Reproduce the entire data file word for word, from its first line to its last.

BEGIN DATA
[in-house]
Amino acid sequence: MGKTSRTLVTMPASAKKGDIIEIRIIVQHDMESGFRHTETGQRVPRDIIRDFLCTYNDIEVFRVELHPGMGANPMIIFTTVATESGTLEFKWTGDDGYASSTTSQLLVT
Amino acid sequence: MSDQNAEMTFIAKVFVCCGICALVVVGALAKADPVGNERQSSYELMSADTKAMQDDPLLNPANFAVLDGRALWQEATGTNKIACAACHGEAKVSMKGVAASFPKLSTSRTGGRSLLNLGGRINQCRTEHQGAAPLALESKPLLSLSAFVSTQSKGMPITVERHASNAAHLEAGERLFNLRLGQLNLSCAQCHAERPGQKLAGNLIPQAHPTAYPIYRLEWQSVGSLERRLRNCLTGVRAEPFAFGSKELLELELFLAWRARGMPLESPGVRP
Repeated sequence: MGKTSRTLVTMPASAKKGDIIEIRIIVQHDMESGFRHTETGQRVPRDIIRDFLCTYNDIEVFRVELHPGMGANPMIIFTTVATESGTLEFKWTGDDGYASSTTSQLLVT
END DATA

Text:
[in-house]
Amino acid sequence: MGKTSRTLVTMPASAKKGDIIEIRIIVQHDMESGFRHTETGQRVPRDIIRDFLCTYNDIEVFRVELHPGMGANPMIIFTTVATESGTLEFKWTGDDGYASSTTSQLLVT
Amino acid sequence: MSDQNAEMTFIAKVFVCCGICALVVVGALAKADPVGNERQSSYELMSADTKAMQDDPLLNPANFAVLDGRALWQEATGTNKIACAACHGEAKVSMKGVAASFPKLSTSRTGGRSLLNLGGRINQCRTEHQGAAPLALESKPLLSLSAFVSTQSKGMPITVERHASNAAHLEAGERLFNLRLGQLNLSCAQCHAERPGQKLAGNLIPQAHPTAYPIYRLEWQSVGSLERRLRNCLTGVRAEPFAFGSKELLELELFLAWRARGMPLESPGVRP
Repeated sequence: MGKTSRTLVTMPASAKKGDIIEIRIIVQHDMESGFRHTETGQRVPRDIIRDFLCTYNDIEVFRVELHPGMGANPMIIFTTVATESGTLEFKWTGDDGYASSTTSQLLVT